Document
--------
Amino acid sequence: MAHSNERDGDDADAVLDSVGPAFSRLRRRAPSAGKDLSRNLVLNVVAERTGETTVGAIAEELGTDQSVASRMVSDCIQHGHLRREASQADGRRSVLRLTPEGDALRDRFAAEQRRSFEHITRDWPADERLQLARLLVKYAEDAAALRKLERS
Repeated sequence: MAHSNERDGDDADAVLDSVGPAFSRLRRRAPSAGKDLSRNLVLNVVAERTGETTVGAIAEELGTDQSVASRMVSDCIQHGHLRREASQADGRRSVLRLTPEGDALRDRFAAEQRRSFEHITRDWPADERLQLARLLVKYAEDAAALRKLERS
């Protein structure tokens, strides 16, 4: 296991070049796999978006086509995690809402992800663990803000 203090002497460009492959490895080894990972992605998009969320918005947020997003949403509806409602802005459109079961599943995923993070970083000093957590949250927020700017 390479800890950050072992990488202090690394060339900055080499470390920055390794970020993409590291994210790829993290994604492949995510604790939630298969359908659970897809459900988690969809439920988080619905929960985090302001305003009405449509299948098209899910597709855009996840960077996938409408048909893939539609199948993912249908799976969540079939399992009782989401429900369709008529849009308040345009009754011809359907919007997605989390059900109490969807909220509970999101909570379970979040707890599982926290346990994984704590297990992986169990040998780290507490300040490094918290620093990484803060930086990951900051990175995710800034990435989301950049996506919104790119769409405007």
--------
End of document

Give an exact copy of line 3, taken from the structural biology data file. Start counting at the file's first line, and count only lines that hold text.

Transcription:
């Protein structure tokens, strides 16, 4: 296991070049796999978006086509995690809402992800663990803000 203090002497460009492959490895080894990972992605998009969320918005947020997003949403509806409602802005459109079961599943995923993070970083000093957590949250927020700017 390479800890950050072992990488202090690394060339900055080499470390920055390794970020993409590291994210790829993290994604492949995510604790939630298969359908659970897809459900988690969809439920988080619905929960985090302001305003009405449509299948098209899910597709855009996840960077996938409408048909893939539609199948993912249908799976969540079939399992009782989401429900369709008529849009308040345009009754011809359907919007997605989390059900109490969807909220509970999101909570379970979040707890599982926290346990994984704590297990992986169990040998780290507490300040490094918290620093990484803060930086990951900051990175995710800034990435989301950049996506919104790119769409405007």